This house was built in 1883 by J. M. Wendt for his own occupation.
The Jervois Wing of the State Library of South Australia on North Terracewas built to a design attributed to C. T. Light between 1879 and 1884. On a solid stone base, it features semicircular arches above doors and windows, and octagonal towers. The Jervois Wing was built as the second home ... Continue Reading »
The Torrens Building is one of the State's most notable surviving purpose-built Government office buildings. Completed in 1881 it was the largest public building of its period and one of the largest buildings in the city. Other government office buildings of comparable significance that are State Heritage Places are the ... Continue Reading »
Dating from 1891-92, St Corantyn is a significant and well preserved example of the work of architect George Klewitz Soward. It was built for Soward's half-sister Eliza and her husband Charles Hornabrook who was the licencee of the York Hotel. The house is of relatively modern design though it retains ... Continue Reading »
St Andrews is one of Adelaide's grandest and most impressively sited residences comprising the original dwelling constructed in 1861-62 and a new wing built in about 1881. It was built by James MacGeorge for his own occupation. He was an architect of some note and had a sizeable practice embracing ... Continue Reading »
There are records of houses on this site from 1842. The Hutt Street front of this house was built for Sir John Bray after he bought the property in 1880, and most probably designed by Rowland Rees, architect. It hides the house built about 1847 to the design ... Continue Reading »
The original portion of Government House was completed in 1840 and designed by George S Kingston in the Georgian/Regency style. The building comprises two main wings- one facing east and one facing south. The original design was adapted from one made in London for a wooden structure by ... Continue Reading »
Ayers House, the last surviving private mansion on North Terrace, began its life as a much smaller home. The first section was built in 1846 for William Paxton, an Adelaide chemist. In 1855 it was purchased by Sir Henry Ayers, a prominent South Australian parliamentarian. He ... Continue Reading »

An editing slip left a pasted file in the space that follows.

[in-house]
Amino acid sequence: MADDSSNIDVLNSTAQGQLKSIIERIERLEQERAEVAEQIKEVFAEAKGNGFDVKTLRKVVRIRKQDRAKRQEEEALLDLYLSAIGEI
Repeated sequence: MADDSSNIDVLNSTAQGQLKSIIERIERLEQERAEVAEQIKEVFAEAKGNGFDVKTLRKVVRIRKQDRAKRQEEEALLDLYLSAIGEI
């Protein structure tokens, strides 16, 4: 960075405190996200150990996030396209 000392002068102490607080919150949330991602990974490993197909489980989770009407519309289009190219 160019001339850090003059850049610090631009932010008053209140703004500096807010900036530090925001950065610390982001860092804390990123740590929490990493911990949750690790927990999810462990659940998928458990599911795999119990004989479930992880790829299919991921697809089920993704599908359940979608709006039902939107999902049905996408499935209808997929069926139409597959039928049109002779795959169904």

Rymill House is a two storied stone building in the style of the Dutch Renaissance, built in 1881 by Henry Rymill on the site of a house which he had demolished. The Coach house (which faces Hutt Street) matches the design of the house with stone walls of uncoursed ashlar, cemented brick ... Continue Reading »
This house, a one-storied version of 58 Brougham Place, was built in 1881 on what had long been the garden of F.S. Dutton's house, now demolished, which stood to the East. Dutton was twice Premier of South Australia, the second time in 1865; he resigned and became Agent-General in ... Continue Reading »
This house was built in 1867 for W.T. Cooper who lived there until 1885. In 1969, when it had become known as Bar Chambers and used as offices, Morgan and Gilbert describe is as 'an example of a well-mannered conversion of a mid-Victorian house to another use.' It continues to be used ... Continue Reading »
This house was built in 1856 as the Manse for the Wesleyan Church.
This house was built in 1882 for H.L. Ayers for his occupation and remained the home of the Harry Ayers family until 1940. With its great bay windows and its cast-iron trimmed veranda and balcony it was typical of its period and also the most important example. William McMinn was ... Continue Reading »
Flinders Street Baptist Church was completed in 1863 and is a State Heritage Place. Mead Hall was erected in 1867/70 and the manse in 1877. The Church the hall and the manse form an impressive group of ecclesiastical buildings the integrity of which is now rare in the City and ... Continue Reading »
Originally licensed as the Crown and Anchor Hotel on a site further along Elizabeth Street, the current Cumberland Arms Hotel building dates from 1883 and was designed by H C Richardson for Sir Edwin T Smith brewer and philanthropist. The building has however also been attributed to Rowland Rees as ... Continue Reading »
Adelaide Arcade is a well preserved example of a Victorian shopping arcade. The Arcade runs between Rundle Mall (formerly Street) and Grenfell Street. It is lined with small speciality shops on the ground floor and small businesses on the upper level. The façades are each surmounted by an octagonal dome bearing a ... Continue Reading »